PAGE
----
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The other day Jupiter gave Mercury a remarkable commission. Whether the God had grown older since the times of Plato and of Horace, or that the tempers of Diana and Minerva had not sweetened, or that there was something in the existing state of the world which alarmed him for the continuance of his authority, we know not; but certain it is, that great complaints had been made for some time past against three persons, whose names will surprise the reader, in conjunction with such a circumstance; to wit, the Graces.

One body of persons represented, that they were grown much too philosophic for their taste: another (which seemed odd) that they were much too vivacious. A third asserted (which was still more singular, considering they are goddesses) that they had no religion. Another admitted they might have some little religion, because they are the same as the Charities; but that there was nothing vital in it, and that they had been heard to speak ill of Pluto. A number of old ladies and gentlemen declared that there were no longer any such things as Graces. But the most remarkable sight was to see all the puritans and debauchees assembled together, and maintaining that the Graces were no longer modest.

By way of counter-petition to all this, a numerous body of persons, dressed in the extremest point of the fashion, declared that they knew the Graces very well, that they were the best good-natured creatures in the world, and had helped them to dress that morning. We are sorry to say, that this petition was rejected as frivolous and vexatious. The presenters however did not appear to be disconcerted. They smiled in a manner which seemed to say that conviction ought to follow it; and their smile, like that of the whole assembly, was changed into a convulsion of laughter by a poor crazy poet, who half stalking and half tottering forward, with an old laurel on his head, asserted that he could settle the whole matter at once; and being asked in what way, replied, “ I am the three Graces.”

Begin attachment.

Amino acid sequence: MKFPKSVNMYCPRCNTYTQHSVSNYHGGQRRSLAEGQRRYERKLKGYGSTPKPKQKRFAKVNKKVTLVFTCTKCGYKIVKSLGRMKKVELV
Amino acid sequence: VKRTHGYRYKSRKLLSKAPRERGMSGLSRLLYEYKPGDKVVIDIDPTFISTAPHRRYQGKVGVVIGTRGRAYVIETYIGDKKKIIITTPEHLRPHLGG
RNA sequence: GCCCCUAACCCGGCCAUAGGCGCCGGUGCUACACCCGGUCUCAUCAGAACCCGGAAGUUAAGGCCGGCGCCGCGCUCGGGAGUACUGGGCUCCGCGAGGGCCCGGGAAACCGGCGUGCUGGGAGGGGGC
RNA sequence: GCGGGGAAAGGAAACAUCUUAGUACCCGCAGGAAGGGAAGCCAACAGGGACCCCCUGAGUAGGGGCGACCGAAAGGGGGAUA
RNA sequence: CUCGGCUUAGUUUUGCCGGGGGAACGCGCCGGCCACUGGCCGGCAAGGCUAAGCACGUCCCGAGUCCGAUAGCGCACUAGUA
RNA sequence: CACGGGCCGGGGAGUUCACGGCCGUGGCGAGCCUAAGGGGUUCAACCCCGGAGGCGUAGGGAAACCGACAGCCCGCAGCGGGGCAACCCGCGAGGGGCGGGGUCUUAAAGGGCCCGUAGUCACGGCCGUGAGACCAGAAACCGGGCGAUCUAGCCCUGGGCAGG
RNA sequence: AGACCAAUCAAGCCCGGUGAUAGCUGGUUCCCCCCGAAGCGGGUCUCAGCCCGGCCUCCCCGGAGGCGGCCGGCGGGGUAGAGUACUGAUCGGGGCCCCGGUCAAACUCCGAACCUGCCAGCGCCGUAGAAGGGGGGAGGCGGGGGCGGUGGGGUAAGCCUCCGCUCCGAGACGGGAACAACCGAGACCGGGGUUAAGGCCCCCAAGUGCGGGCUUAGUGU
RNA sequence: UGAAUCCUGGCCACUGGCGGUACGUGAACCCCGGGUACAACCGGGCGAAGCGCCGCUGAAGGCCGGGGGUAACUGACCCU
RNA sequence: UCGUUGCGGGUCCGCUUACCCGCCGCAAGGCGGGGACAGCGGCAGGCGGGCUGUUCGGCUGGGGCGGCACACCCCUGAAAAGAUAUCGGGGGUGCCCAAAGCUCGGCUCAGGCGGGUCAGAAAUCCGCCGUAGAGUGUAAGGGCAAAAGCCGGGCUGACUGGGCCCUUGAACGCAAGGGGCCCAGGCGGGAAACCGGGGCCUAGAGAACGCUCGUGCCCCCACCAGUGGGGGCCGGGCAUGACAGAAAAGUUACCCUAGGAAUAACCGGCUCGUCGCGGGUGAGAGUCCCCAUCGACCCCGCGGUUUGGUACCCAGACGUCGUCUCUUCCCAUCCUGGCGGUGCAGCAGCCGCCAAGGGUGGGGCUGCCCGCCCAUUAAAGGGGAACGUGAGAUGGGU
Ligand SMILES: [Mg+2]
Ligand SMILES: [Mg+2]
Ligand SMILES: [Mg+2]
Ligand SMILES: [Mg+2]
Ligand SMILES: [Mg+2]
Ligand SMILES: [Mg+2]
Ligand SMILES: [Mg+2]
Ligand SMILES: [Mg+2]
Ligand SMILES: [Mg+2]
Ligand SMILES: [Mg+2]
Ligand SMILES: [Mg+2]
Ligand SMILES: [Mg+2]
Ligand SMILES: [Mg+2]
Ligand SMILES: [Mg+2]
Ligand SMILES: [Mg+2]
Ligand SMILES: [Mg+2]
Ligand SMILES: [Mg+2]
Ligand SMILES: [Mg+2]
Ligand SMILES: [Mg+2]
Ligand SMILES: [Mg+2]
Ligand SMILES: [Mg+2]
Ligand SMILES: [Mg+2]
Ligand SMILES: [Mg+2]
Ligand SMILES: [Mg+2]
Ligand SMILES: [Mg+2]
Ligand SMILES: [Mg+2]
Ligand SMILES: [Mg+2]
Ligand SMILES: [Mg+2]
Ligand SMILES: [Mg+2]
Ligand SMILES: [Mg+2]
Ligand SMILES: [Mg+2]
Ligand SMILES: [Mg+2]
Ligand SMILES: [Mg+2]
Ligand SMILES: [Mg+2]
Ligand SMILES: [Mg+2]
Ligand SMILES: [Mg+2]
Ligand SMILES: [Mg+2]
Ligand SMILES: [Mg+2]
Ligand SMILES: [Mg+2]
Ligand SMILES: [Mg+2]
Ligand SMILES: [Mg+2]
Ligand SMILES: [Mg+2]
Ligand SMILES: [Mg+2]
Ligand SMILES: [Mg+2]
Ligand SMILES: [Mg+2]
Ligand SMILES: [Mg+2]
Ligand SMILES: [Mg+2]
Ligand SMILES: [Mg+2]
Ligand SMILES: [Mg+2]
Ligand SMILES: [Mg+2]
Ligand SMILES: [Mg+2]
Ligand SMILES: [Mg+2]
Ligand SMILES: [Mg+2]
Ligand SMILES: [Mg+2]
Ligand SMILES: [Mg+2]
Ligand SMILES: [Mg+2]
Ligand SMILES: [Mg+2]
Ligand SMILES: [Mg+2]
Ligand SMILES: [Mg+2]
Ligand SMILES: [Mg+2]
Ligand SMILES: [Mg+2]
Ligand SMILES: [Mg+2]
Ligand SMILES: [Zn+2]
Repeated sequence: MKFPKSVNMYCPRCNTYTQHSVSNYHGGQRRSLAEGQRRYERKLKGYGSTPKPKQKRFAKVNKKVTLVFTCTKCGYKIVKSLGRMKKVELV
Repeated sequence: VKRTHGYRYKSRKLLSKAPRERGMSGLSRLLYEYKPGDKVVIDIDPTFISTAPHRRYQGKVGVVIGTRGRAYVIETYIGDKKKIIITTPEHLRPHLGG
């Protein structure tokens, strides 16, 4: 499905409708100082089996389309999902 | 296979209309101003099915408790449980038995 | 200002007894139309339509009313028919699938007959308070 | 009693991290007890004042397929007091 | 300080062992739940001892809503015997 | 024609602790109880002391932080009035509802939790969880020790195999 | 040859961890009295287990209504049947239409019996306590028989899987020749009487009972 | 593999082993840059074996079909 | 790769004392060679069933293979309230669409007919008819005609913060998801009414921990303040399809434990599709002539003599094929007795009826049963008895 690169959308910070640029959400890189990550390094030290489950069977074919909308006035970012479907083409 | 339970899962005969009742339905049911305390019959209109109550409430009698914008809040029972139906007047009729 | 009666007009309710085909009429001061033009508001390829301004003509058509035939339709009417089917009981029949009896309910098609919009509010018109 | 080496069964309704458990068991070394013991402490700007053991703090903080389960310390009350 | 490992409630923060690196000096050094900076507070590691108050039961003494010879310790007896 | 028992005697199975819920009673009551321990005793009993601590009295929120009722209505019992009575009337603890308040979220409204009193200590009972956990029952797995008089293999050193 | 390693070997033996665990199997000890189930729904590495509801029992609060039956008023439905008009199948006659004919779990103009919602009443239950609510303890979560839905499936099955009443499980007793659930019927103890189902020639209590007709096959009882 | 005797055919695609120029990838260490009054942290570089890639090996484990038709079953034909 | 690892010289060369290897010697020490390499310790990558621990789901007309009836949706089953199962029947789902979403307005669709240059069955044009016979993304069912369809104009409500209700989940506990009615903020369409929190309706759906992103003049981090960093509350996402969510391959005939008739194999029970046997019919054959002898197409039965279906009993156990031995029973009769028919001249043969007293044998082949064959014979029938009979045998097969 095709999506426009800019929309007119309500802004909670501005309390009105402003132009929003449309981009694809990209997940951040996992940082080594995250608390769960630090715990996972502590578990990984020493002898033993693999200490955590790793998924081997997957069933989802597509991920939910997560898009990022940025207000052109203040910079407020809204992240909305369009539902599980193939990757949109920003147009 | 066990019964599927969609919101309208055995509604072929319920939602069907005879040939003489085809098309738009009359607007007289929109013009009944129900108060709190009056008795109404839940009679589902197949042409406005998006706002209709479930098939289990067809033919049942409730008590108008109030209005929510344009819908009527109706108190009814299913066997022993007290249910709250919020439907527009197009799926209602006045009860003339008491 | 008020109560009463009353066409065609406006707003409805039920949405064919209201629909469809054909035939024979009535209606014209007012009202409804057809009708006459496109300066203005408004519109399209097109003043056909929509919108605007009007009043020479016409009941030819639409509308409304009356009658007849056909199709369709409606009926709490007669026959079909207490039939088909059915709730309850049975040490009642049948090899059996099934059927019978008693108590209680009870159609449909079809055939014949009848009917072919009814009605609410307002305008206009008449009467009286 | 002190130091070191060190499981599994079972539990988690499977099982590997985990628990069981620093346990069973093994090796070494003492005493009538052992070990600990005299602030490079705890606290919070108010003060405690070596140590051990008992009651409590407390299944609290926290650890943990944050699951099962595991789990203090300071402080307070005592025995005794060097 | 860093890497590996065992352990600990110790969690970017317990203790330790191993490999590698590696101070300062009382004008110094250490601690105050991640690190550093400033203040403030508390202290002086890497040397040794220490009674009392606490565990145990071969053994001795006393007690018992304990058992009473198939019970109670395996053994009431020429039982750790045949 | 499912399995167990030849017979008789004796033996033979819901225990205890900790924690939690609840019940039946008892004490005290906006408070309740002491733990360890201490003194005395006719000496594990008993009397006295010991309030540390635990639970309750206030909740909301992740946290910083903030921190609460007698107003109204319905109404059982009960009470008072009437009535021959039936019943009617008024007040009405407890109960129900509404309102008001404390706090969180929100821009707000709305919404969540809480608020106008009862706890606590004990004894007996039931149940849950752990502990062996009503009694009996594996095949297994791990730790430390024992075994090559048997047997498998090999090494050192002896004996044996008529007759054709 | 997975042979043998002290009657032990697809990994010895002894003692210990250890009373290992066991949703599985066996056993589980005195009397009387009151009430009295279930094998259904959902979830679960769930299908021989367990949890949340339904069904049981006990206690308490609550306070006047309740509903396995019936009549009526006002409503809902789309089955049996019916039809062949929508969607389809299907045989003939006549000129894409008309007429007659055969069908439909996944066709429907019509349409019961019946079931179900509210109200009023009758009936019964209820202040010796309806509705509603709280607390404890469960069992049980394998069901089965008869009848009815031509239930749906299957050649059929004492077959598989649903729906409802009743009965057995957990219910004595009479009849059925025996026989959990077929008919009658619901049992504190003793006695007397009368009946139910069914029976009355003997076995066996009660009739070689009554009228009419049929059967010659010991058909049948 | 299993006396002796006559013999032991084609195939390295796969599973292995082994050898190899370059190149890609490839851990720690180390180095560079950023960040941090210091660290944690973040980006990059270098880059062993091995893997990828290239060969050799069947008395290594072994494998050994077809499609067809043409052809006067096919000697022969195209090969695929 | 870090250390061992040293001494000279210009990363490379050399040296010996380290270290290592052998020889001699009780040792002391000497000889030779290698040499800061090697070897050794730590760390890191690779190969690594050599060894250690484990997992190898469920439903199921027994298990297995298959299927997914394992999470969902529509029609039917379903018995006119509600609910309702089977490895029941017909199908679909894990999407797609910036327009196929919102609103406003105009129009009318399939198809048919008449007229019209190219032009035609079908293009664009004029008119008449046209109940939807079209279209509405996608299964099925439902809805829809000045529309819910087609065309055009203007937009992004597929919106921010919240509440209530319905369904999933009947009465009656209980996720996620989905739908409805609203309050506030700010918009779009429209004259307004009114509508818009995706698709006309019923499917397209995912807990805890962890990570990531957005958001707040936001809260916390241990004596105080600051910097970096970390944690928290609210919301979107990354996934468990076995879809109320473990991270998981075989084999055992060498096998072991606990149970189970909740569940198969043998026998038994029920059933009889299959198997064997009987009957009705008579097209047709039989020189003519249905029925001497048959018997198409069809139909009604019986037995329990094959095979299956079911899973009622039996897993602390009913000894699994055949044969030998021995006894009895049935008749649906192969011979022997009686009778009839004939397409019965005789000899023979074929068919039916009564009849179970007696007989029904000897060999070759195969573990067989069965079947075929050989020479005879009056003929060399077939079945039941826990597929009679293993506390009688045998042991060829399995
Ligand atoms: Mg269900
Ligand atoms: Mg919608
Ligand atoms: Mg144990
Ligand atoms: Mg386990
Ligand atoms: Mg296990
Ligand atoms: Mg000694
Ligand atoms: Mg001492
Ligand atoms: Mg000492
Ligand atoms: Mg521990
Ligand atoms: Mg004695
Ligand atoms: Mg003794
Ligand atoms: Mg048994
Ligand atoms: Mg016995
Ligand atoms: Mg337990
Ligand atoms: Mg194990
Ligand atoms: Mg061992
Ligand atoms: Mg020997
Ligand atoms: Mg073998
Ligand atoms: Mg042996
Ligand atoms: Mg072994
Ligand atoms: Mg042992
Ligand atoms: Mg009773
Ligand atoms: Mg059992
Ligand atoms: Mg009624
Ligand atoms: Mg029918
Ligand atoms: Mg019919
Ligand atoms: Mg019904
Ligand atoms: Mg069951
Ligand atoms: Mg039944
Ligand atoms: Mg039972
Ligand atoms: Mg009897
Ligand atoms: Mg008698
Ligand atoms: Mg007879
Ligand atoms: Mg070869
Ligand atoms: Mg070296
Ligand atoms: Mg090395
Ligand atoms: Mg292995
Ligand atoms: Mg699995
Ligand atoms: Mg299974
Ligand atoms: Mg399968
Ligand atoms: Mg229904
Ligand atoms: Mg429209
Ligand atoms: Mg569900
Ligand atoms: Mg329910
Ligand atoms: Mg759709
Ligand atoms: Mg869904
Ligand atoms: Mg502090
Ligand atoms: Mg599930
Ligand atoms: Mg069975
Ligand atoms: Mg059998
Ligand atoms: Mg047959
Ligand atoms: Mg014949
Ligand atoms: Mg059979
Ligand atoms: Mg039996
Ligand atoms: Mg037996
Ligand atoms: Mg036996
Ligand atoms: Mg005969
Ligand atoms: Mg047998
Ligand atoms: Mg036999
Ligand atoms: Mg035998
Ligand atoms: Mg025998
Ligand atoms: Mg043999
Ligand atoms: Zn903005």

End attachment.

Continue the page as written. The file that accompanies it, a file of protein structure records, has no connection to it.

The Graces were then called into court, but nobody came. Again they were called; but a dead silence prevailed over the vast assembly. Some old prophecies made Jupiter look uneasy. After waiting as long as he well could, he had them called, more solemnly, a third time. Not a Grace was to be seen. The old ladies and gentlemen could not help chuckling at this, as a proof of what they had said; but one of the most ancient of the females coming forward, and swearing she had seen them, and now saw them, in the likeness of three beautiful women of her own age, in stomachers and toupees, the laugh was turned in favour of the young ones. The laugh seemed to be echoed at a great distance by three of the most charming laughs in the world; which made somebody cry out, There are the Graces!” upon which he was fined in a great passion by Mr. Justice Minos, for interrupting business. Indeed all the Judges, but one, seemed to be in a great passion; which was thought to be owing to a loyal interest they took in the anxiety of the King of Gods and Men. The one in question was in so great a passion, that he seemed to be in none at all. He was only considering all the while, how he should put the Graces to the torture, if ever he caught them.